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Cinderella science

Imagine a plant that grew into a plum pudding, a cricket bat, or even a pair of trousers. Rather than being a magical transformation straight out of Cinderella, these ‘wonderful plants’ were instead to be found in Victorian Britain. Just one of the Fairy-Tales of Science introduced by chemist and journalist John Cargill Brough in his ‘book for youth’ of 1859. These real-world connections and metamorphoses that traced the origins of everyday objects were arguably even more impressive than the fabled conversion of pumpkin to carriage (and back again). That same year, Charles Darwin published his Origin of Species, which in its own way talked of organisms shifting forms over time. The fairy-tale possibilities and resonances of evolutionary theories were often highlighted in the second half of the nineteenth century, as authors drew heavily on such allusions when dealing with Darwin. With natural selection, like a fairy godmother, adapting plants and animals to fit new environments, what better comparison for the transformation of objects and creatures than Cinderella?

Charles Henry Bennett, ‘Wonderful Plants’, from John Cargill Brough, The Fairy-Tales of Science (1859). Public Domain via Wikimedia Commons.

For ‘Darwin’s bulldog’, Thomas Henry Huxley, science itself was Cinderella, an overlooked step-sibling to Theology and Philosophy, and hard at work in the real world. But others drew more precise comparisons, for both serious and comic effect. For instance, one imagined correspondent to Punch could ‘readily understand’, he wrote in 1879, ‘the pumpkin changed into a carriage, the rats into footmen, and the other arrangements for the Transformation Scene wrought by Cinderella’s scientific godmother’. These were ‘evidently a mythic foreshadowing of some great Darwinian Doctrine of Evolution’, and therefore ‘reasonable enough’. ‘But a slipper of glass!’, he exclaimed, ‘The thing is preposterous.’ Taking issue with the linguistic confusion which had, by the late 1870s, converted the orphan’s footwear from vair to verre, or fur to glass, he demanded accuracy of his fantasy. This act of iconoclasm dared to apply the latest scientific knowledge, as well as new techniques of biblical analysis and close-reading, to the sacred fairy-tale canon.

Other works, such as nursery classic The Water-Babies by Charles Kingsley (1863), wove together observations on natural history and evolutionary theory as the scientific warp to a societal weft in a moral fable, which chronicled Tom’s series of evolving adventures. Rather than a fairy godmother, here maternal teachers introduced Tom to the wonders of nature, and to correct behaviour. Throughout, Kingsley’s avuncular narrator made joking reference to contemporary men of science (including Huxley), but also to the wider spirit of enquiry, ‘Fairy Science’, which they served. In fact, the narrator argued, the ‘most wonderful and the strongest things in the world’ are things, from faith to kindness to forces, which ‘no one can see’; fairies are ‘what makes the world go round’.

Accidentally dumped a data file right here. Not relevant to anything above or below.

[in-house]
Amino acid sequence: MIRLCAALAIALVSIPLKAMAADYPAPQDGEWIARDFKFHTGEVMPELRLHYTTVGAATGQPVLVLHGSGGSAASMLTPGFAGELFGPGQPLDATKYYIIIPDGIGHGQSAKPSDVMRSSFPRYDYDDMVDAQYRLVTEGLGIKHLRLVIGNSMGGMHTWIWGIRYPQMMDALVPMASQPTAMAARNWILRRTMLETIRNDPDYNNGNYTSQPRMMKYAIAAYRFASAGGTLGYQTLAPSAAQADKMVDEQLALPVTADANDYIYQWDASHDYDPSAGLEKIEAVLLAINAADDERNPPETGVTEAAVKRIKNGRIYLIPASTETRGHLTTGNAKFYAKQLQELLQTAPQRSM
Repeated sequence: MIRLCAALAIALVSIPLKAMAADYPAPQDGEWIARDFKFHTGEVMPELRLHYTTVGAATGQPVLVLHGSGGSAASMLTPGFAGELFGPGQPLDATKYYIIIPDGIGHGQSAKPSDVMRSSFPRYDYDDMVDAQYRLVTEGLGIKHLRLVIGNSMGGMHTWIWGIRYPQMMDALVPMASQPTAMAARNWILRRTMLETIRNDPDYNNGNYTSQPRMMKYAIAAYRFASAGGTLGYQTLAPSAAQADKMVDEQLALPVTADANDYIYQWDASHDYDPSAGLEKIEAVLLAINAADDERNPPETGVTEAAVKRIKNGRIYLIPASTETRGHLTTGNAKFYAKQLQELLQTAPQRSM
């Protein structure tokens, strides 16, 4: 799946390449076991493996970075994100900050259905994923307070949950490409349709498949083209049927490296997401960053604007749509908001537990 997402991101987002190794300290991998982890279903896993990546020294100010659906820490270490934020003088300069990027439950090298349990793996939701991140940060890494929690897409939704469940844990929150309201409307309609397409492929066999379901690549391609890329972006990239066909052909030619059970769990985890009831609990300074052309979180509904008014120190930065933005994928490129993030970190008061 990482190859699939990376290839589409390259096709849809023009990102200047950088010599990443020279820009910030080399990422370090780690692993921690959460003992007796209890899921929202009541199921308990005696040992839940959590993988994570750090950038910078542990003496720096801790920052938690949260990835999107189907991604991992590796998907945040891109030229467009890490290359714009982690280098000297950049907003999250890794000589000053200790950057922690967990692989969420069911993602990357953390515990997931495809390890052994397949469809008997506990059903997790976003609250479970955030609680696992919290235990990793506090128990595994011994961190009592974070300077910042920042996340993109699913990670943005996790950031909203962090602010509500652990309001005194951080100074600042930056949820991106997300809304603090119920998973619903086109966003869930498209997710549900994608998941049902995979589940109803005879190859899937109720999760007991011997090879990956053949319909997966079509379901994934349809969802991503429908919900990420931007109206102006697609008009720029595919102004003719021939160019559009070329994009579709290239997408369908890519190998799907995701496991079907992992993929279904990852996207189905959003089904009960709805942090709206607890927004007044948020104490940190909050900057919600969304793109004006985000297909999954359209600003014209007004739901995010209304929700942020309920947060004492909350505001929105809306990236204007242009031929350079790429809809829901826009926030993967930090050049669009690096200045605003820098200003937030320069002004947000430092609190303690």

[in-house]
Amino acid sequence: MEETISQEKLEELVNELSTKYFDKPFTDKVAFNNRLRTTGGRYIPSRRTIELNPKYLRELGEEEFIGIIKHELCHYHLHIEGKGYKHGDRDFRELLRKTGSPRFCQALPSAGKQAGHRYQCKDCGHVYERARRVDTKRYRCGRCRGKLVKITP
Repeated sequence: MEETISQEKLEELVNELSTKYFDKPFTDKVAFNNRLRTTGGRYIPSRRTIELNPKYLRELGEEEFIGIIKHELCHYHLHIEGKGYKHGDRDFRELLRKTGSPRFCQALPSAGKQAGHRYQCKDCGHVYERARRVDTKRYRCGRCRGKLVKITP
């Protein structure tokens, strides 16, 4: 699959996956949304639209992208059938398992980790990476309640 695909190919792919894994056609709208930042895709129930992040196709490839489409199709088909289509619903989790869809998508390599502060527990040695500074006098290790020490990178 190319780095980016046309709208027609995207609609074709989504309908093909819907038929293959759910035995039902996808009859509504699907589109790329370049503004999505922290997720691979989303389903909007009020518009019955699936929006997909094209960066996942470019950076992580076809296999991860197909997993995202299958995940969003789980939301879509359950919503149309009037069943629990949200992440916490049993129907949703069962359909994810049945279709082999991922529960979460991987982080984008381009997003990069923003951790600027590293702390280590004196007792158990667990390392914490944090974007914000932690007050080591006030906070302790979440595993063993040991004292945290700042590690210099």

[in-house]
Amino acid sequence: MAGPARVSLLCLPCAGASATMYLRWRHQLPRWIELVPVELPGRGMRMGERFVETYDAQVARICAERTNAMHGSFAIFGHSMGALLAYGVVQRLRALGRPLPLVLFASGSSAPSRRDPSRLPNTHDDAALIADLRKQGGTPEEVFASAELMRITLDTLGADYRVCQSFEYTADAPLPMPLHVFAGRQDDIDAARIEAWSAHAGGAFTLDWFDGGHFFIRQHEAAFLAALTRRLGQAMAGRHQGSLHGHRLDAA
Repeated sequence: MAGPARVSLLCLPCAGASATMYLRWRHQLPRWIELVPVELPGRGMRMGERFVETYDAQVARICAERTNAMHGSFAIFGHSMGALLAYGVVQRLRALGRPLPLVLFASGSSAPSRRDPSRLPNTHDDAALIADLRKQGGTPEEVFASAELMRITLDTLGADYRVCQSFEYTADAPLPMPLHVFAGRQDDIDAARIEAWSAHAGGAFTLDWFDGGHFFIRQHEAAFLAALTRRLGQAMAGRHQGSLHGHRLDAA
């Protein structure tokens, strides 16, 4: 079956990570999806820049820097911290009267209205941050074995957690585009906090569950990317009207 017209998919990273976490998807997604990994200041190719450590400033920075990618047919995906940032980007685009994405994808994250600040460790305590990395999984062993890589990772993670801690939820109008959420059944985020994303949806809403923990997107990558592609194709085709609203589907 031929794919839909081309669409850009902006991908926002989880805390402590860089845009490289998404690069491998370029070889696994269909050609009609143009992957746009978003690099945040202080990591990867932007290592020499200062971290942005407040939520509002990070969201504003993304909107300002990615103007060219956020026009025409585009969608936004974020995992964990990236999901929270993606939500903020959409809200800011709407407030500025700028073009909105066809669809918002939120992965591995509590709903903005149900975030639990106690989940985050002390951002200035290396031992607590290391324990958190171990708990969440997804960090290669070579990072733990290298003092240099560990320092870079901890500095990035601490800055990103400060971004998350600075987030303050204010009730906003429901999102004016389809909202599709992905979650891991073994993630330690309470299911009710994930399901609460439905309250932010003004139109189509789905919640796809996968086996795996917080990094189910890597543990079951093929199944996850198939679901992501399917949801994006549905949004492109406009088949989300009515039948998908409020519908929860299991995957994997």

However, this very invisibility of evolutionary mechanism also permitted the use of Cinderella figures in arguing against Darwinian doctrine. For example, the veterinarian brothers George and Albert Gresswell’s book describing a Wonderland of Evolution (1884) very explicitly used a fairy godmother to embody the process of ‘Evolution’, pairing her with ‘Chance’. Though its first-person narrator transformed into an evolutionary catalogue of appropriate organisms, beginning with the ‘lowly form’ that represented the origins of life on earth, the purpose of such presentation, revealed in a conclusion, was to ridicule its precepts. They used fairy guides and talking animals to save the phenomenon of divine power, and downplay the role of chance. However, reviewers were not kind to this book, one writing that: ‘It is not at all evident that the authors understand themselves what is the theory of evolution… Their attempt to make fun of it is certainly a distinct failure.’ Combining fairy tales and science had no guarantee of success.

Connections between Cinderella and science have persisted in more recent times. For instance, the very latest techniques in photobotanic technology were employed by John Nash Ott and his researchers in recording time-lapse footage of pumpkin growth to be animated in the 1950 Disney film. With the imminent release of a live-action version of Disney’s Cinderella, many are asking whether its magical transformations could actually happen in the real world. These Victorian authors argued that, through the process of evolution, it already was.

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